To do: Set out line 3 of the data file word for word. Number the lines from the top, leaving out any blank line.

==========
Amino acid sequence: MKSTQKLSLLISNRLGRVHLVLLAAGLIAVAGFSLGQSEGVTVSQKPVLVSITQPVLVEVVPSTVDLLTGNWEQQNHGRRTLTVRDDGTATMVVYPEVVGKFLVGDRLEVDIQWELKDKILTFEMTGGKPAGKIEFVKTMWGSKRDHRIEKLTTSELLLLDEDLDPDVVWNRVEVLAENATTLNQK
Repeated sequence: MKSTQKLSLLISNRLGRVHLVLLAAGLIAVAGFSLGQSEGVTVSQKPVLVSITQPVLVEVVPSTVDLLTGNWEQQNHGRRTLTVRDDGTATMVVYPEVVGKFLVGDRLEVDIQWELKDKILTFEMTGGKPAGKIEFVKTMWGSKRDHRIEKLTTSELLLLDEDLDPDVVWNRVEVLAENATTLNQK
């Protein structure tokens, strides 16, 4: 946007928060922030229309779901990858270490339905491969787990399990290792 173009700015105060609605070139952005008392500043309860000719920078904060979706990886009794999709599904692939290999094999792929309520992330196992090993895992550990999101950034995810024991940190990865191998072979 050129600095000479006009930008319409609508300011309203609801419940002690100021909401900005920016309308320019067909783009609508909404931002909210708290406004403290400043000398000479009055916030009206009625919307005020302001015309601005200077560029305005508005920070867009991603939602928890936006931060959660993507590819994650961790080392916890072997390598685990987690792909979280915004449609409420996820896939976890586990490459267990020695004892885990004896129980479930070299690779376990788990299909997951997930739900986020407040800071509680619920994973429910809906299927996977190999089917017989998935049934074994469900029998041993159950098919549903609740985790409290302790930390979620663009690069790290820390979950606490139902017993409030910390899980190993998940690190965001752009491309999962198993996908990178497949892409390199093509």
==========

């Protein structure tokens, strides 16, 4: 946007928060922030229309779901990858270490339905491969787990399990290792 173009700015105060609605070139952005008392500043309860000719920078904060979706990886009794999709599904692939290999094999792929309520992330196992090993895992550990999101950034995810024991940190990865191998072979 050129600095000479006009930008319409609508300011309203609801419940002690100021909401900005920016309308320019067909783009609508909404931002909210708290406004403290400043000398000479009055916030009206009625919307005020302001015309601005200077560029305005508005920070867009991603939602928890936006931060959660993507590819994650961790080392916890072997390598685990987690792909979280915004449609409420996820896939976890586990490459267990020695004892885990004896129980479930070299690779376990788990299909997951997930739900986020407040800071509680619920994973429910809906299927996977190999089917017989998935049934074994469900029998041993159950098919549903609740985790409290302790930390979620663009690069790290820390979950606490139902017993409030910390899980190993998940690190965001752009491309999962198993996908990178497949892409390199093509």